On July 12, the Washington Post ran an unintentionally humorous article from staff writer Krissah Thompson about an unintentionally humorous organization, “One Nation,” a new coalition of liberal groups designed to combat the tea party movement. They are not to be confused with One Nation, about Islam in America; or One Nation, a far right Australian nationalist splinter party; or One Nation, a California initiative to end bilingual education; or One Nation, a free newspaper in the twin cities; or One Nation, an Internet Gospel FM radio station; or One Nation, who describe themselves with the following:
More than 300,000 American citizens who have joined together to defend our private property rights, protect the free enterprise system, and reform seriously flawed federal Indian policy for the benefit of Indians and non-Indians alike.
I could go on but you get the idea, and maybe you should be confused, at least until the new “One Nation” gets an address and starts posting information about itself. Even its friends are confused, such as the writer of this post on the left-wing blog Firedoglake, who has “questions”:
One question I have is to what extent the new One Nation coalition will go beyond the “usual suspects,” (e.g., labor unions, immigrants’ rights groups, and existing community organizations) to reach a broader constituency (like people who spend too much time on FDL, or volunteered for Obama but have since disengaged).
Does anyone out there know which other organizations are among the 170 groups referenced by the Post? Do any of you out there belong to one of these 170 groups and have the ability to share more information?
The second set of questions are about how One Nation will be structured. Can anyone join, either as an individual or an organization? If so, how will they be represented among the coalition’s leadership? Will they have a vote on goals and strategies? Will they be able to debate those priorities before taking a vote? Will they elect delegates to represent them on the coalition board? Will the process for making decisions be decentralized to involve many local groups or tightly controlled by a centralized leadership structure?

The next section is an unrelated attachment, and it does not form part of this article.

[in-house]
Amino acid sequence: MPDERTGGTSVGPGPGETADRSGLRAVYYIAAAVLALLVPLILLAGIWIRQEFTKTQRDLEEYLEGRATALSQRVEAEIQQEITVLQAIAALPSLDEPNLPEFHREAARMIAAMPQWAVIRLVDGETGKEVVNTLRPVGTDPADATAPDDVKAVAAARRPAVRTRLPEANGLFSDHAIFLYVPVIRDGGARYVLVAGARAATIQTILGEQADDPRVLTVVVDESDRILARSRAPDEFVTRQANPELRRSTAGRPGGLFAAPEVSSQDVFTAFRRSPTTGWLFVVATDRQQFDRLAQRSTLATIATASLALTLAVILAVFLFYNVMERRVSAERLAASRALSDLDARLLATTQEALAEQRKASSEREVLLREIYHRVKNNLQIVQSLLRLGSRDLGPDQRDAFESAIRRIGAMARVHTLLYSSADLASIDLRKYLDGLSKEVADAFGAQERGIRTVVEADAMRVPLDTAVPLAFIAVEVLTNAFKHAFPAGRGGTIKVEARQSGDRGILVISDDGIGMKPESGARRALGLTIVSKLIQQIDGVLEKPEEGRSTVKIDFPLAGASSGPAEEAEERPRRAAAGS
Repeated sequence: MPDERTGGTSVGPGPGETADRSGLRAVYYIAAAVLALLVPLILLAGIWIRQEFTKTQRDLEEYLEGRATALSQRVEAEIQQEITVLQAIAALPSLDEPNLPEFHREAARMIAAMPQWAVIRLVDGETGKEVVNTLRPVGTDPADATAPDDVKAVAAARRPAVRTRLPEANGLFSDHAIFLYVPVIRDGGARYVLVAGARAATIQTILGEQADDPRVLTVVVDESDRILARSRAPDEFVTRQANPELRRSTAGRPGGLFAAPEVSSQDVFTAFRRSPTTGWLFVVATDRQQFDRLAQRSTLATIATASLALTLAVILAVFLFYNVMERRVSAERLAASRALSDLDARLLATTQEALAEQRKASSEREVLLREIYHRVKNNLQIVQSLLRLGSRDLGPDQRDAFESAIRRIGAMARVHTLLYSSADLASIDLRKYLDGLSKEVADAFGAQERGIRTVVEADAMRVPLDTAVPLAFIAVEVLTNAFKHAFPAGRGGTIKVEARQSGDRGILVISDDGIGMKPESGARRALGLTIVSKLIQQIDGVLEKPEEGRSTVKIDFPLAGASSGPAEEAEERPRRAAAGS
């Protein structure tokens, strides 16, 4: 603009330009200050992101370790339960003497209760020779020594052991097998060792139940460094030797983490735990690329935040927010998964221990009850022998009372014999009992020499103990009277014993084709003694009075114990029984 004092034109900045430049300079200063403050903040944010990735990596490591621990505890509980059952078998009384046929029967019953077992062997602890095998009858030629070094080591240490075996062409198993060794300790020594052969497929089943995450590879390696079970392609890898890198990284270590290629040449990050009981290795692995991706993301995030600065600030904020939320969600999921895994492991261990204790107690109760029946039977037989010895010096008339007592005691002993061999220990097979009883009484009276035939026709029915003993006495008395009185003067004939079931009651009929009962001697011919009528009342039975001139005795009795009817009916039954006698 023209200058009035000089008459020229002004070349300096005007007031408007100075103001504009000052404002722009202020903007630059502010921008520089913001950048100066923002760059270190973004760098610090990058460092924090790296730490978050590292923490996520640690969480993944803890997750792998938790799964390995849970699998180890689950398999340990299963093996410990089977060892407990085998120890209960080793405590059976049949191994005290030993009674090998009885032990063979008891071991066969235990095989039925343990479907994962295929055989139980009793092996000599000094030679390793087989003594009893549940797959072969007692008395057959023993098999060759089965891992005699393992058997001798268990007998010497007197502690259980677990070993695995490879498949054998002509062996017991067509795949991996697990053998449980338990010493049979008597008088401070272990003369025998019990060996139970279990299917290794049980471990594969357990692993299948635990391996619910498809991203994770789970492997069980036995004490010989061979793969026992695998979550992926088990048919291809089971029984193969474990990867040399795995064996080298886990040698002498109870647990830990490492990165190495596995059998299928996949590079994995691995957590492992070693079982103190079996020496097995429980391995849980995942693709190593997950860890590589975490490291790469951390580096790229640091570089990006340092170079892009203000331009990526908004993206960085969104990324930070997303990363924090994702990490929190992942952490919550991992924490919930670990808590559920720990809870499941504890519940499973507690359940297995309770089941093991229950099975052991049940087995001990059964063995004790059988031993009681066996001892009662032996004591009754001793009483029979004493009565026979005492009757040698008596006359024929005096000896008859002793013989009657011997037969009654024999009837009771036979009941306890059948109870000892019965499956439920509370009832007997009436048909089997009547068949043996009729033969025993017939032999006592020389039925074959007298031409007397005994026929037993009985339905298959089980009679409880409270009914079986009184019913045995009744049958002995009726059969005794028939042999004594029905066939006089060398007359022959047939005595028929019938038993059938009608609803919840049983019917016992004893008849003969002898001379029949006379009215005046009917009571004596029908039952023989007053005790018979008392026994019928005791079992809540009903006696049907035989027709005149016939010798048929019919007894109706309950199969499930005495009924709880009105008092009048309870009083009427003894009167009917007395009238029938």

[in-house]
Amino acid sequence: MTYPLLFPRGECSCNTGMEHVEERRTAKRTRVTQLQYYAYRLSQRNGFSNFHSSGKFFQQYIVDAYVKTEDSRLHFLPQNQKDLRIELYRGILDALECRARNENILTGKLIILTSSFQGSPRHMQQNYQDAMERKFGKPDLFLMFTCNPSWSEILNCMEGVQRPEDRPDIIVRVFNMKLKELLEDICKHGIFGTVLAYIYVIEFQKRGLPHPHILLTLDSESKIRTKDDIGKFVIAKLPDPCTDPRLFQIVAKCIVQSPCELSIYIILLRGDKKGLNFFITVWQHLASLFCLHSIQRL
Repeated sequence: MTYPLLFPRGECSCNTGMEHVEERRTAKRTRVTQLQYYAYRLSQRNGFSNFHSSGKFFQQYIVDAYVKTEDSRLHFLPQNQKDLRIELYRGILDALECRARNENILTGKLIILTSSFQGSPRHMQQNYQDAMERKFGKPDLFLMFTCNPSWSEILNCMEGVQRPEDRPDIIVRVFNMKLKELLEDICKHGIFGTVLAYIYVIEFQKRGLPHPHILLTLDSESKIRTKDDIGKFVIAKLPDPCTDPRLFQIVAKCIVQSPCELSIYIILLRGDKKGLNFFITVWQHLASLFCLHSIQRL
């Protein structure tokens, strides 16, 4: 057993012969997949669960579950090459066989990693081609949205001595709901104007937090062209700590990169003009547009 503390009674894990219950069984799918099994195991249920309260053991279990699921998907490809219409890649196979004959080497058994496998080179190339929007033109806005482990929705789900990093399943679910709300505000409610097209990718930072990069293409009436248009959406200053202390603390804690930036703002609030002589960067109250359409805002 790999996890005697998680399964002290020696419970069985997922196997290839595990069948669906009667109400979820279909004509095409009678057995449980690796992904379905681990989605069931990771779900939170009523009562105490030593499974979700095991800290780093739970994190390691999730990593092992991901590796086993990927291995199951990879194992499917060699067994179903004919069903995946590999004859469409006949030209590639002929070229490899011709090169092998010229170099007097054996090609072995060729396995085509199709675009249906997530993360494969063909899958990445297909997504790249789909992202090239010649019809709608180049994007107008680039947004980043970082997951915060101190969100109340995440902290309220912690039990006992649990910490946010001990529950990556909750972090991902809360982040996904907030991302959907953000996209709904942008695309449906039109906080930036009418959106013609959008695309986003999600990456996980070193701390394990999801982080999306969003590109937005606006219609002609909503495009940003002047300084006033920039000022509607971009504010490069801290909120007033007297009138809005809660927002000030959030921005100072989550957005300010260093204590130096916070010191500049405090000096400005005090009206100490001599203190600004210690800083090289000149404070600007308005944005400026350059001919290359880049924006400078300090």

If One Nation turns into another top-down exercise in which a few self-selected leaders issue marching orders, I don’t see how it differs that much from MoveOn, Organizing for America, Democracy for America, the Coffee Party, Health Care for America Now, or Progressive Democrats of America. What will motivate new groups of people to organize and recruit in their communities and to participate in the coalition, if they have no voice in the decision-making process?
Finally, does One Nation have an address (i.e., a representative who can be contacted)? The Post article (and posts on a number of right-wing blogs that are much more obsessed than their left-wing counterparts with how progressives are organizing) is all that comes up in a Google search. It would be great to know who can answer questions about the new coalition, since this effort should be of significant interest to progressive netroots activists and others who may want to be involved.
Good questions all, but they too don’t get the joke — not surprising, since “progressive netroots activists,” like the mainstream press reporters they so often resemble, are also not known for their sense of humor.